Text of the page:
Speeches (Lines) for Oswald
in "King Lear"

Total: 38

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# Act, Scene, Line
(Click to see in context)
Speech text

1

I,3,506

Ay, madam.

2

I,3,516

He's coming, madam; I hear him.

3

I,3,527

Very well, madam.

4

I,4,577

So please you- Exit.

5

I,4,608

My lady's father.

6

I,4,611

I am none of these, my lord; I beseech your pardon.

7

I,4,614

I'll not be strucken, my lord.

8

I,4,867

Yes, madam.

9

II,2,1075

Good dawning to thee, friend. Art of this house?

10

II,2,1077

Where may we set our horses?

11

II,2,1079

Prithee, if thou lov'st me, tell me.

12

II,2,1081

Why then, I care not for thee.

13

II,2,1084

Why dost thou use me thus? I know thee not.

14

II,2,1086

What dost thou know me for?

15

II,2,1096

Why, what a monstrous fellow art thou, thus to rail on one
that's neither known of thee nor knows thee!

16

II,2,1104

Away! I have nothing to do with thee.

17

II,2,1109

Help, ho! murther! help!

18

II,2,1112

Help, ho! murther! murther!

19

II,2,1122

I am scarce in breath, my lord.

20

II,2,1129

This ancient ruffian, sir, whose life I have spar'd
At suit of his grey beard-

21

II,2,1183

I never gave him any.
It pleas'd the King his master very late
To strike at me, upon his misconstruction;
When he, conjunct, and flattering his displeasure,
Tripp'd me behind; being down, insulted, rail'd
And put upon him such a deal of man
That worthied him, got praises of the King
For him attempting who was self-subdu'd;
And, in the fleshment of this dread exploit,
Drew on me here again.

22

III,7,2134

My Lord of Gloucester hath convey'd him hence.
Some five or six and thirty of his knights,
Hot questrists after him, met him at gate;
Who, with some other of the lord's dependants,
Are gone with him towards Dover, where they boast
To have well-armed friends.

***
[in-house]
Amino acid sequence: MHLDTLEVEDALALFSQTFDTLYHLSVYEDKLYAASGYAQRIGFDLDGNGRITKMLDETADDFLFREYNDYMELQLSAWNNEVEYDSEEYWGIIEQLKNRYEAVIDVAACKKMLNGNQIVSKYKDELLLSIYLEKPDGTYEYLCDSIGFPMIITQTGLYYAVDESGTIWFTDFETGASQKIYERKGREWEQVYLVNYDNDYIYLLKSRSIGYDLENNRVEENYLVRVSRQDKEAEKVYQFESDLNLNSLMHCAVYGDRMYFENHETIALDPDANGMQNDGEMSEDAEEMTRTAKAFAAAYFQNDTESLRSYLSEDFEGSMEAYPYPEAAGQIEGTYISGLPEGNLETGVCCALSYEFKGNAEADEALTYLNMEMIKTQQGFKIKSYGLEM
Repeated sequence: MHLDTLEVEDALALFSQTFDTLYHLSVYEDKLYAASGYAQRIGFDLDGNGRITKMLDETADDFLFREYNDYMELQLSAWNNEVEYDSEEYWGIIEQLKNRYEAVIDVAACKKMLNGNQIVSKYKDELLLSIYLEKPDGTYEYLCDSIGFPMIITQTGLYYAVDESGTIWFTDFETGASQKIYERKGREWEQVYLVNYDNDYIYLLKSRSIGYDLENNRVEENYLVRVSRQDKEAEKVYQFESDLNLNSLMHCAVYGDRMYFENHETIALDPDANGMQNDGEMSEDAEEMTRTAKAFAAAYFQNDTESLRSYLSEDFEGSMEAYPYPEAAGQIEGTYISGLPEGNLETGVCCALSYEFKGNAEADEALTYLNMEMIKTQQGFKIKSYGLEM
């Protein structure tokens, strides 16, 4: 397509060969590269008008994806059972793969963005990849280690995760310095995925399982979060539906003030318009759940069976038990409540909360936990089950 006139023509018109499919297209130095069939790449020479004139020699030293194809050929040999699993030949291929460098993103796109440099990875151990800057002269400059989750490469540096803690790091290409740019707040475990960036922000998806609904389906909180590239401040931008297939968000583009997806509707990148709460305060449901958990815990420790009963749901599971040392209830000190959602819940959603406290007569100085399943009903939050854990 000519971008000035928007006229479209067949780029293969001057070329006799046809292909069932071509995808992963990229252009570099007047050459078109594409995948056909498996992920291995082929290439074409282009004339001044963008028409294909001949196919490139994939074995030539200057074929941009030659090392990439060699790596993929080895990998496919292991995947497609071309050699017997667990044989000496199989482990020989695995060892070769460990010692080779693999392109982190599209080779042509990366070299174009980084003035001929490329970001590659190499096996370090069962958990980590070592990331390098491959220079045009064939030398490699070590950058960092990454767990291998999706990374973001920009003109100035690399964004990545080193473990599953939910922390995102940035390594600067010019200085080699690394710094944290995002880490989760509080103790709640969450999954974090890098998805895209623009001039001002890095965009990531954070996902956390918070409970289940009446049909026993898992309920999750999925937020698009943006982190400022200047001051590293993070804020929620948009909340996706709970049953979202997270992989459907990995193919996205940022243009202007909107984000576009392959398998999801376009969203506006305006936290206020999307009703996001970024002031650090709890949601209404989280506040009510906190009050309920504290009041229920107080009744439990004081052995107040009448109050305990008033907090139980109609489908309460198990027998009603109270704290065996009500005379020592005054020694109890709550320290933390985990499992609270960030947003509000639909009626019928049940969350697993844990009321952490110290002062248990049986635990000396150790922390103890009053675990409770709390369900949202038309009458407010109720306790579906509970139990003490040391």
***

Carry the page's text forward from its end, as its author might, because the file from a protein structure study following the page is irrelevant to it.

23

IV,2,2341

Madam, within, but never man so chang'd.
I told him of the army that was landed:
He smil'd at it. I told him you were coming:
His answer was, 'The worse.' Of Gloucester's treachery
And of the loyal service of his son
When I inform'd him, then he call'd me sot
And told me I had turn'd the wrong side out.
What most he should dislike seems pleasant to him;
What like, offensive.

24

IV,2,2370

Madam, here comes my lord. Exit.

25

IV,5,2552

Ay, madam.

26

IV,5,2554

Madam, with much ado.
Your sister is the better soldier.

27

IV,5,2557

No, madam.

28

IV,5,2559

I know not, lady.

29

IV,5,2567

I must needs after him, madam, with my letter.

30

IV,5,2570

I may not, madam.
My lady charg'd my duty in this business.

31

IV,5,2576

Madam, I had rather-

32

IV,5,2581

I, madam?

33

IV,5,2593

Would I could meet him, madam! I should show
What party I do follow.

34

IV,6,2844

A proclaim'd prize! Most happy!
That eyeless head of thine was first fram'd flesh
To raise my fortunes. Thou old unhappy traitor,
Briefly thyself remember. The sword is out
That must destroy thee.

35

IV,6,2852

Wherefore, bold peasant,
Dar'st thou support a publish'd traitor? Hence!
Lest that th' infection of his fortune take
Like hold on thee. Let go his arm.

36

IV,6,2857

Let go, slave, or thou diest!

37

IV,6,2863

Out, dunghill!

38

IV,6,2867

Slave, thou hast slain me. Villain, take my purse.
If ever thou wilt thrive, bury my body,
And give the letters which thou find'st about me
To Edmund Earl of Gloucester. Seek him out
Upon the British party. O, untimely death! Death!

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